Wednesday, November 30, 2005I am all for reducing the influence on politics, but the problems that are created by campaign finance reform are daunting. Policies being enacted at the state level seem to be pushing for a system of public financing, with lots of small contributions triggering public support. There is a similar system at work in New York City elections, where contributions of $200 earn a 4-1 match up to a limit of around $150,000. The difficulty is that candidates capable of raising far larger sums can always exit the system. The recent state legislation attempts to address this issue by giving extra grants to candidates who face such opponents. Of course this could lead to some very large public outlays which might undermine the system.
There are a lot of other interesting ideas floating around out there: vouchers for free media time, since 90% of the funds for congressional races go to television; reducing the incentive for contributing by mandating anonymous contributions; creating vouchers so that everyone can contribute; and even hoping that the courts will overturn Buckley so that we can simply limit the amount that will be spent.
All of these approaches have their strengths, but I still think there some elements of campaign finance reform that have yet to be grappled with. First of all, what is the purpose behind such reforms? Is it to reduce the possibility or appearance of corruption? To make for more competitive elections? Or to make it possible for those without means to run for office? Each purpose brings with it a different sense of what reform requires.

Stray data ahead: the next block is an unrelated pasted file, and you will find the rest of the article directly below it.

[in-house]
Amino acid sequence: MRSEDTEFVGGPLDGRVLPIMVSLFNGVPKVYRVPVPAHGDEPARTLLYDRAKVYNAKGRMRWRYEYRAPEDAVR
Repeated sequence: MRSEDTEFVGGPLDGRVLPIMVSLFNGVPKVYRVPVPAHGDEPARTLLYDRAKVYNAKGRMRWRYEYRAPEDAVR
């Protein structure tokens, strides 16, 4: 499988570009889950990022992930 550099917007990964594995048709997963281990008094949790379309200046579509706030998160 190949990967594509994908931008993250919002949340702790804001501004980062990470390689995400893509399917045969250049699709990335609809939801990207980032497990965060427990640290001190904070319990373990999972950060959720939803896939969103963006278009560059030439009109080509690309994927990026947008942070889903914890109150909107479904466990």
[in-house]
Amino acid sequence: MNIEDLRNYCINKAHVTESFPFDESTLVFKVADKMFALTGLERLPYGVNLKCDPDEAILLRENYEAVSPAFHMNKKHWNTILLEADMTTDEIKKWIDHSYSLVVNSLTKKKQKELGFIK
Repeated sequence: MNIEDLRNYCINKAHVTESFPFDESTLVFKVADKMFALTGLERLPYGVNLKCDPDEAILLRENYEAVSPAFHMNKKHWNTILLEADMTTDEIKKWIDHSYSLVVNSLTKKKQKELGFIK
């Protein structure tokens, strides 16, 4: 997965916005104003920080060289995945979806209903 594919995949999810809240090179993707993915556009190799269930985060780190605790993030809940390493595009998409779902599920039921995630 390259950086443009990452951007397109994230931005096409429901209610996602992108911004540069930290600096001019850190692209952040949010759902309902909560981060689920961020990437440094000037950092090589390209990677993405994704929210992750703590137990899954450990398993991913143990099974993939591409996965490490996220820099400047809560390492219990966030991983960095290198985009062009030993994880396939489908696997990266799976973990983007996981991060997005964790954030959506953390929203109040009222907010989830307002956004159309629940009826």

I would put forth the radical position that the real aim of campaign finance reform should be to eliminate the role of money in politics entirely. Unfortunately this link has been constitutionalized by Buckley. In addition, this desire is complicated by the failure to distinguish between candidates and organizations. We now have such a candidate-centered political system that our notion of reform is exclusively concerned with donations to candidates. This neglect led to the "soft money" problem of unlimited contributions to party organizations. The unintended consequence of these reforms was to further emphasize the importance of candidates rather than organizations by restricting the ability of parties to raise money.
Our aim should not be just to tightly regulate money but to reduce its relevance in the political process. This means that we must work to strengthen participative institutions which by their very nature diminish the importance of money. In doing so we must provide safeguards against corruption and machine politics, which organizations are notoriously vulnerable to.
In short, we need not more autonomous candidates - the effect of the proposed reforms - but candidates who are more dependent on people who are willing to do more than just write a check. Only then will we have a democracy worthy of the name.